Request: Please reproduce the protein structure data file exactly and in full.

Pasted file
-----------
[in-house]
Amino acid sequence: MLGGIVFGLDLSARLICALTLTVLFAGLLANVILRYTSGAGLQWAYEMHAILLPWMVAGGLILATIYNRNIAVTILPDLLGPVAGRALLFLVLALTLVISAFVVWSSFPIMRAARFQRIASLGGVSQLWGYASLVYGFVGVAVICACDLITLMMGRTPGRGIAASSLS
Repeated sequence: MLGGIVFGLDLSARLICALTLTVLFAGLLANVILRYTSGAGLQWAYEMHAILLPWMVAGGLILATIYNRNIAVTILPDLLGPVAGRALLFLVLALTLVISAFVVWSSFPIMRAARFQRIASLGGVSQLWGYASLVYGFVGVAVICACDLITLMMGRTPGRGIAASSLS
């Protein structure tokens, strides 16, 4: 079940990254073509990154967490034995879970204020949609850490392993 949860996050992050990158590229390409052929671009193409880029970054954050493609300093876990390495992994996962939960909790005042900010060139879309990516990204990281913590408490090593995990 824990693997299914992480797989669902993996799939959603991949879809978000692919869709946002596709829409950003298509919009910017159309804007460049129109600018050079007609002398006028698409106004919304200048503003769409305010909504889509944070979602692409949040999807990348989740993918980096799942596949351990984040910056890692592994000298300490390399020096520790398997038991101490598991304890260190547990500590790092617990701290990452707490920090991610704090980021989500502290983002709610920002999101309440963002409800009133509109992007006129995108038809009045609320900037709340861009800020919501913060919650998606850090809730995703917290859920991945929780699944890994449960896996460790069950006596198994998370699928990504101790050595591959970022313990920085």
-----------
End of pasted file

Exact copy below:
[in-house]
Amino acid sequence: MLGGIVFGLDLSARLICALTLTVLFAGLLANVILRYTSGAGLQWAYEMHAILLPWMVAGGLILATIYNRNIAVTILPDLLGPVAGRALLFLVLALTLVISAFVVWSSFPIMRAARFQRIASLGGVSQLWGYASLVYGFVGVAVICACDLITLMMGRTPGRGIAASSLS
Repeated sequence: MLGGIVFGLDLSARLICALTLTVLFAGLLANVILRYTSGAGLQWAYEMHAILLPWMVAGGLILATIYNRNIAVTILPDLLGPVAGRALLFLVLALTLVISAFVVWSSFPIMRAARFQRIASLGGVSQLWGYASLVYGFVGVAVICACDLITLMMGRTPGRGIAASSLS
């Protein structure tokens, strides 16, 4: 079940990254073509990154967490034995879970204020949609850490392993 949860996050992050990158590229390409052929671009193409880029970054954050493609300093876990390495992994996962939960909790005042900010060139879309990516990204990281913590408490090593995990 824990693997299914992480797989669902993996799939959603991949879809978000692919869709946002596709829409950003298509919009910017159309804007460049129109600018050079007609002398006028698409106004919304200048503003769409305010909504889509944070979602692409949040999807990348989740993918980096799942596949351990984040910056890692592994000298300490390399020096520790398997038991101490598991304890260190547990500590790092617990701290990452707490920090991610704090980021989500502290983002709610920002999101309440963002409800009133509109992007006129995108038809009045609320900037709340861009800020919501913060919650998606850090809730995703917290859920991945929780699944890994449960896996460790069950006596198994998370699928990504101790050595591959970022313990920085």